The Bermudez Triangle

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It's not just his dodgy past that makes people uneasy. There are considerable questions about what he's up to these days, as well, especially when it comes to the financial management of Inmigrantes.

Bermudez says he is not surprised by the criticism. He sees himself as a martyr for the cause.

"We have a saying in Spanish: He who wants to be a redeemer ends up on a cross. [This] is exactly what happened to Jesus Christ," he says. "He tried to be the savior of the world and he ended up crucified."

But the martyr has some questions to answer.

At an event in August, aimed at letting workers know what could happen to them under Arizona's new employer sanctions law, Inmigrantes has a table set up where people can fill out and file what's known as a G-28 form, which gives legal representation to immigrants. Filers are asked for a $10 donation, which goes to Inmigrantes, and the paperwork is filed by Bermudez's for-profit document-preparation business, Centro de Ayuda (The Help Center).

Bermudez is a tall and imposing figure, dressed head to toe in black. As he works the room, shaking hands and cracking jokes, it's easy to see why people trust him enough to pay to file this form with him. He's friendly, he remembers your name, he seems to care.

But he also makes money off the immigrants that join his organization. He calls it smart business, pointing out that he'd turn a profit whether he actively campaigned for reform or not.

His critics say it reeks of exploitation.

Luis Avila, a Spanish-language radio personality whose show "Dos en la Noticía" (Two in the News) broadcasts from the same station as Bermudez's, says there isn't a clear enough distinction between Inmigrantes Sin Fronteras and Bermudez's private position on the air. (Though he won't label himself an activist, Avila is one of the youngest, yet most vocal players in Arizona's pro-immigration scene. He previously worked at La Buena Onda 1190 AM, and is the founder of the youth-oriented talk show "El Break.)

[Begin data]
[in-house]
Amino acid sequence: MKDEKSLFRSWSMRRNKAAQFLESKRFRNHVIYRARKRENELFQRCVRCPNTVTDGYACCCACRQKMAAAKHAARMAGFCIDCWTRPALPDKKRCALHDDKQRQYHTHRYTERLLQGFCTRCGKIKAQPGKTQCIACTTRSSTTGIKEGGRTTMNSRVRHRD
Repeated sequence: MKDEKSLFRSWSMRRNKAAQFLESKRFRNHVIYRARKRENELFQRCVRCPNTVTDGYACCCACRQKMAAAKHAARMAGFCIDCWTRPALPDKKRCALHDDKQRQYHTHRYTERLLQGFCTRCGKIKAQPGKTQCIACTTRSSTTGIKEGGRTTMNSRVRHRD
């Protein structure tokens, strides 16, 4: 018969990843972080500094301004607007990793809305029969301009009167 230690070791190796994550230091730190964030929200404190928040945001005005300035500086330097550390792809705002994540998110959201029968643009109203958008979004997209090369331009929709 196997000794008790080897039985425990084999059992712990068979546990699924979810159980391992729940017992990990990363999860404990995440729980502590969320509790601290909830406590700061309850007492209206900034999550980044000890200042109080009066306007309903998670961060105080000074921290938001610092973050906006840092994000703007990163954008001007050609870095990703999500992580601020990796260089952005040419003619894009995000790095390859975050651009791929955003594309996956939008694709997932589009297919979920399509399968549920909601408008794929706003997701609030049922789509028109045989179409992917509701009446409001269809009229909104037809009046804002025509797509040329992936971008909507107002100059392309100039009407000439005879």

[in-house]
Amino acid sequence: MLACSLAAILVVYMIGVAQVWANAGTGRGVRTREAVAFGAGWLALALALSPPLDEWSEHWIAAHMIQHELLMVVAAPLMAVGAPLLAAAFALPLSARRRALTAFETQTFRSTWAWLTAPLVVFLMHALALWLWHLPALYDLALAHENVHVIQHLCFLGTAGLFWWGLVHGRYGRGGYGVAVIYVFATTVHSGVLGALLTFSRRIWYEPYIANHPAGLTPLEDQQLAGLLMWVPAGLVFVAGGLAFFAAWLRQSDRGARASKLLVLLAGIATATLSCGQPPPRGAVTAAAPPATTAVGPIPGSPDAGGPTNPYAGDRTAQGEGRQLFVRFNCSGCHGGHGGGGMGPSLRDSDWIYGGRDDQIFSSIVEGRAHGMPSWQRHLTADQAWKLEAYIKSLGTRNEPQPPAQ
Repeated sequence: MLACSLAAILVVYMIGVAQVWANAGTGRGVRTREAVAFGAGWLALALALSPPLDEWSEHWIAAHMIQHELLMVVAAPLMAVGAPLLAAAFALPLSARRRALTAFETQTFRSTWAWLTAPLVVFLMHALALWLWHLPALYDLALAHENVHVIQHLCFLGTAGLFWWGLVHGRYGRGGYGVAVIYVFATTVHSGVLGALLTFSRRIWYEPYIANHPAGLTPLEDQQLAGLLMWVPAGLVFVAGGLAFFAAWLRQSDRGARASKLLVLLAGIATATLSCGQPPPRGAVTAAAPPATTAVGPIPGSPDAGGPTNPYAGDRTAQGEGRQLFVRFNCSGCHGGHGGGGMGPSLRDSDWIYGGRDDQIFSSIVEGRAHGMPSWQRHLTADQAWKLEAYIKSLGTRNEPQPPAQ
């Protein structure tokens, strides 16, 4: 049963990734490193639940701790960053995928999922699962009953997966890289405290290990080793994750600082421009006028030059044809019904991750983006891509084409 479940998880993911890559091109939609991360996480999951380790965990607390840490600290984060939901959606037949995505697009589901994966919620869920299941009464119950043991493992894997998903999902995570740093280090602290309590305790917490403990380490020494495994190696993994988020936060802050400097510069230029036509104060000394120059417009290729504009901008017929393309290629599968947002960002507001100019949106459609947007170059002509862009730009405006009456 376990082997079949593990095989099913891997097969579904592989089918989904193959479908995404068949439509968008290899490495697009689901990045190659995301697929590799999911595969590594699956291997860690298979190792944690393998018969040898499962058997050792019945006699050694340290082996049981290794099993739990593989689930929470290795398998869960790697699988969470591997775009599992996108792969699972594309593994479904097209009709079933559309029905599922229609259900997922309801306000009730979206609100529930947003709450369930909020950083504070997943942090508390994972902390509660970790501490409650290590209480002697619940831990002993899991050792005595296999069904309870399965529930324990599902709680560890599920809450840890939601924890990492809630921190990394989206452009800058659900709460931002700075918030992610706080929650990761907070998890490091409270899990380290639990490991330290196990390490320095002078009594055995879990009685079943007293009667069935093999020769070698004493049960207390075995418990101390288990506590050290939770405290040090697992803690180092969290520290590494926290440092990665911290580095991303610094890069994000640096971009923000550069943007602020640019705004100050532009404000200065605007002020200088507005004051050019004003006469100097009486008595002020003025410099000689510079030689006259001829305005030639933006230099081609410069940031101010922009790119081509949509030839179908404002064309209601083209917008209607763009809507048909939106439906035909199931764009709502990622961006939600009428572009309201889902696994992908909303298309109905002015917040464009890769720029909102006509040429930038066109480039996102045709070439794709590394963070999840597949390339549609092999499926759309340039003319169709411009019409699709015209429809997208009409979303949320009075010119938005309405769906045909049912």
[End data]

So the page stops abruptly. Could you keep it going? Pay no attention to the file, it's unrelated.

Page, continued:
"He uses the radio to ask people for money, and a lot of us in radio don't think that's a good thing to do. Before, he had a history of fishy behavior with money; everyone knows he has a background that is not good with financial organization. We have a saying in Spanish: 'Don't do good things that seem to be wrong,'" Avila says. "When you are listening to the radio show, you can't draw the line between Centro de Ayuda and Inmigrantes Sin Fronteras. So, even though this is paid by Inmigrantes Sin Fronteras, it's a good tool to get people to go to his business — hence his making money off the same people who are donating money."

Part of the problem is that Bermudez is not shy about admitting that if immigration reform ever becomes federal law, he stands to make a huge profit. He files paperwork for immigrants seeking legal status and citizenship.

"If the reform comes through, I will generate all kinds of money," he says. "Obscene amounts of money, even though I am going to charge a reasonable rate."

No kidding. Hundreds of people show up at events like the one in August. Thousands more listen to his radio show. And each hears about the Centro, which is housed in the same building as Inmigrantes Sin Fronteras. Each immigrant that comes in contact with one organization is pushed to become part of the other. Each is encouraged to donate to the cause and to donate often, though where the money goes is murky.

For this story, New Times interviewed Bermudez, his associates, and his critics. Hundreds of pages of court documents pertaining to his felony arrest, a series of federal lawsuits filed against him by Community Legal Services and his role in the false plot to kill Arpaio were examined. The IRS had no documentation of Inmigrantes' financial records; Bermudez did make thousands of receipts, bank statements, and other financial documents available, but it's impossible to know what is legitimate.

Recently, the State Bar of Arizona issued a cease-and-desist order against Centro de Ayuda, the for-profit document-preparation business, claiming Bermudez is not licensed or qualified to provide immigration services, following a complaint by one of his clients. He denies the charges.

On the nonprofit side, Inmigrantes Sin Fronteras does not have 501(c)(3) status with the IRS. Though Bermudez incorporated under nonprofit guidelines with the Arizona Corporation Commission in November 2005 and has accepted more than $200,000 in donations (at least, that's what he's documented) for the group since May 2005, he has yet to complete the tax-exemption paperwork and file with the IRS.

Bermudez gave time for this story, even opening his central Phoenix home. But when asked about his relationship with the IRS, vis-à-vis Inmigrantes, Bermudez uncharacteristically loses his composure for a moment. It's disconcerting to watch a man usually so sure of himself grasp for words. But, with a politician's skill, he pulls it together.

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Megan Irwin
Contact: Megan Irwin